"Trade in the concept of staying motivated and replace it with commitment." —Jon Congdon, President, Beachbody

When I look forward to completing a workout, it's very different from being obsessed with my abs. I'm not living for the completion of my workout, but I find tranquility in what the future holds. I'm not going to try to get six-pack abs. I'm going to get six-pack abs. Similarly, I'm not going to try to work out. I'm going to work out. It's just going to happen. Accepting these not as possibilities but as truths removes a lot of pressure.

He who stands on tiptoe
doesn't stand firm.
He who rushes ahead
doesn't go far.
He who tries to shine
dims his own light.
He who defines himself
can't know who he really is.
He who has power over others
can't empower himself.
He who clings to his work
will create nothing that endures.
If you want to accord with the Tao,
Just do your job, then let go.

But no matter how motivated you are, it's important to remember those last three words: Then let go.

"Intense training should only be done in short cycles. As good as it feels to keep pushing yourself to your limit, you have a breaking point." —Steve Edwards, Beachbody Director of Results

Sometimes we get so caught up in action that we forget the value of inaction. Always make time to recover. Muscles can only grow if they're given time to repair.

Being and non-being create each other.
Difficult and easy support each other.
Long and short define each other.
High and low depend on each other.
Before and after follow each other.

However, you also need to know when it's time to start working again. Sometimes we can get a little carried away with that recovery. Sometimes we never get off the couch. Sometimes we screw up.

"If you miss a day . . . congratulations, you proved that you're human." —Carl Daikeler, Chairman/CEO, Beachbody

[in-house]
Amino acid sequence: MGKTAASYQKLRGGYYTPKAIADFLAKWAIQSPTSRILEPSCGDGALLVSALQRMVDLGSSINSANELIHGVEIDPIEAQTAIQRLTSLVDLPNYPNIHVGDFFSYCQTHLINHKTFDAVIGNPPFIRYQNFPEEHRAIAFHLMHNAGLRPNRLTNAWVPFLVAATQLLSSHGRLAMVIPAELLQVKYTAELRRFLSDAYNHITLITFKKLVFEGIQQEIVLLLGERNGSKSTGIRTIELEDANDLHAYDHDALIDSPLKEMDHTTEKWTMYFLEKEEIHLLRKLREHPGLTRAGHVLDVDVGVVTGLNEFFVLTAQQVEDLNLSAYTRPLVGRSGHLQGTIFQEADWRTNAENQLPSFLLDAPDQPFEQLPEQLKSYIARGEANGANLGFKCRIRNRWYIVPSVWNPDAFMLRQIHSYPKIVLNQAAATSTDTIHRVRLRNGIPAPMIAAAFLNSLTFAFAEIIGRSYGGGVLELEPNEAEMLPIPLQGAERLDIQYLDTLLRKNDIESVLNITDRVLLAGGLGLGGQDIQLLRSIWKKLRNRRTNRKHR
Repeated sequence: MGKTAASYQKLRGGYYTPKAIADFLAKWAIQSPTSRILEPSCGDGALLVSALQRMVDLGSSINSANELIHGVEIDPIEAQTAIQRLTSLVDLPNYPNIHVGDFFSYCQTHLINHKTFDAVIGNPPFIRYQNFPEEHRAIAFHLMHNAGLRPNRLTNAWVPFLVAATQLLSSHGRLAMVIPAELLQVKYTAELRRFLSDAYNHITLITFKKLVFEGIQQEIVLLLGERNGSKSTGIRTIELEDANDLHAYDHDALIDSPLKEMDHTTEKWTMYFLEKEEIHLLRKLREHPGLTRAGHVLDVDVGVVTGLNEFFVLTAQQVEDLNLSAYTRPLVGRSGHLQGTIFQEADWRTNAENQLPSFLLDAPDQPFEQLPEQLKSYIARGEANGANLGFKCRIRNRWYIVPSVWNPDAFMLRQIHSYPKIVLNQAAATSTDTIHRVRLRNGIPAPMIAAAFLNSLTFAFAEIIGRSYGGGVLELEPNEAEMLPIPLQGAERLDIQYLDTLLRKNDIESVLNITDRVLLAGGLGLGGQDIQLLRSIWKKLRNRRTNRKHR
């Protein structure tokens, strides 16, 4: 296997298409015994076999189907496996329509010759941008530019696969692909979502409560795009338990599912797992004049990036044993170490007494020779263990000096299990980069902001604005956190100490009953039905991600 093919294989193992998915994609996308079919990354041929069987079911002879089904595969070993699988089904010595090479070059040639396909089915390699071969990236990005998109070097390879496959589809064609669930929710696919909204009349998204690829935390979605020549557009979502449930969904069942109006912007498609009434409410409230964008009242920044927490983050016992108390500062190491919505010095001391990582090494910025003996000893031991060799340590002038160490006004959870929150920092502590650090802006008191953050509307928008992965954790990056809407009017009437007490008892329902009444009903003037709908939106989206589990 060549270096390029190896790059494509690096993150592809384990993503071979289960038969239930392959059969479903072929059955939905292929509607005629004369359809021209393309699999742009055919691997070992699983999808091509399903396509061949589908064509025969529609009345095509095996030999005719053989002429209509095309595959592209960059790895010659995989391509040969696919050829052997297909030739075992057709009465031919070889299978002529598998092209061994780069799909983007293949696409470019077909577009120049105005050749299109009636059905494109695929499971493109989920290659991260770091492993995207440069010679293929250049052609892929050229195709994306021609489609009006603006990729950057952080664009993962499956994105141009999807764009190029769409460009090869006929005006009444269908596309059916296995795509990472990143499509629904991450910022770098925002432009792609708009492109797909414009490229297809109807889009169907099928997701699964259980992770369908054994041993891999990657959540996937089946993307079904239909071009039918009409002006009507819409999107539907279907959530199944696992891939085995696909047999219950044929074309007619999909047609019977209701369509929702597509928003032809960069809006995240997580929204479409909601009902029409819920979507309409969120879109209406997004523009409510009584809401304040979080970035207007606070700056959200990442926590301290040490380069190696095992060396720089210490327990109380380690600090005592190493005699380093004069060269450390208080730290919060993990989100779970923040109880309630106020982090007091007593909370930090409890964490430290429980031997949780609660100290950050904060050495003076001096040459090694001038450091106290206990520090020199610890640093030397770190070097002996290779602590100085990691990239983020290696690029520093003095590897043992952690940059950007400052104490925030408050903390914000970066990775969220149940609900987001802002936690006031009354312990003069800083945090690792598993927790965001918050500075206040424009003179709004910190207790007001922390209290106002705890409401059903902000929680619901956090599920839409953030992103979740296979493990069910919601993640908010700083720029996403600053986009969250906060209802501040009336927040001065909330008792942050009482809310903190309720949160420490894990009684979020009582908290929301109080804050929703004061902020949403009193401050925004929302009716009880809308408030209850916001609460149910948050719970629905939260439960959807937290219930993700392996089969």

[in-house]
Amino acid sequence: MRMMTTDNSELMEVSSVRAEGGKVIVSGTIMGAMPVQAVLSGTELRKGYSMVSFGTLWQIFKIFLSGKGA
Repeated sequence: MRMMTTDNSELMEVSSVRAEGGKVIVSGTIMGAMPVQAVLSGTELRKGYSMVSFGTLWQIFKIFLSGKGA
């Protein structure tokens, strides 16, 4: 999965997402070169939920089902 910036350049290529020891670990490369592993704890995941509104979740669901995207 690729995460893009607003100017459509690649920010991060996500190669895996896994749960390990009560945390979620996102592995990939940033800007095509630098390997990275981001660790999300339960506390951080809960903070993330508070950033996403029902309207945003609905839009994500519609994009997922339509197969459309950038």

If you mess up, no problem. Own it and move on.

Failure is an opportunity.
If you blame someone else,
there is no end to the blame.

Therefore the Master
fulfills her own obligations
and corrects her own mistakes.
She does what she needs to do
and demands nothing of others.

"Everyone at Beachbody started from scratch somewhere along the line. Look at us now." —Gillian Marloth Clark, Yoga Booty Ballet®

What is rooted is easy to nourish.
What is recent is easy to correct.
What is brittle is easy to break.
What is small is easy to scatter.

Prevent trouble before it arises.
Put things in order before they exist.
The giant pine tree
grows from a tiny sprout.
The journey of a thousand miles
starts from beneath your feet.

Rushing into action, you fail.
Trying to grasp things, you lose them.
Forcing a project to completion,
you ruin what was almost ripe.

"The journey of a thousand miles starts from beneath your feet." Think about it and think about what Gillian said. The road to good health is wrought with fear and passion. It's too easy to let those consume you. That fear gets to you and you give up. The passion gets to you and you start making mistakes, training too hard, getting injured. Just choose a path, take a breath, follow the instructions and succeed. It's that simple. If you have problems, don't panic, don't veer off course. Just look to us for answers. "We've laid the groundwork for you," adds Gillian. "We reach out our hands to help. When we each reach a vista, it's a good idea to enjoy it, then root into it and help others on up too."

"Walk your talk." —Brett Hoebel, RevAbs®

With this motto, Brett echoes Tony—and they both echo Lao-Tzu, who said it millennia before them. The only way to reach your goals is to stop pondering them and go for it.

The Master does his job
and then stops.
He understands that the universe
is forever out of control,
and that trying to dominate events
goes against the current of the Tao.
Because he believes in himself,
he doesn't try to convince others.
Because he is content with himself,
He doesn't need others' approval.
Because he accepts himself,
the whole world accepts him.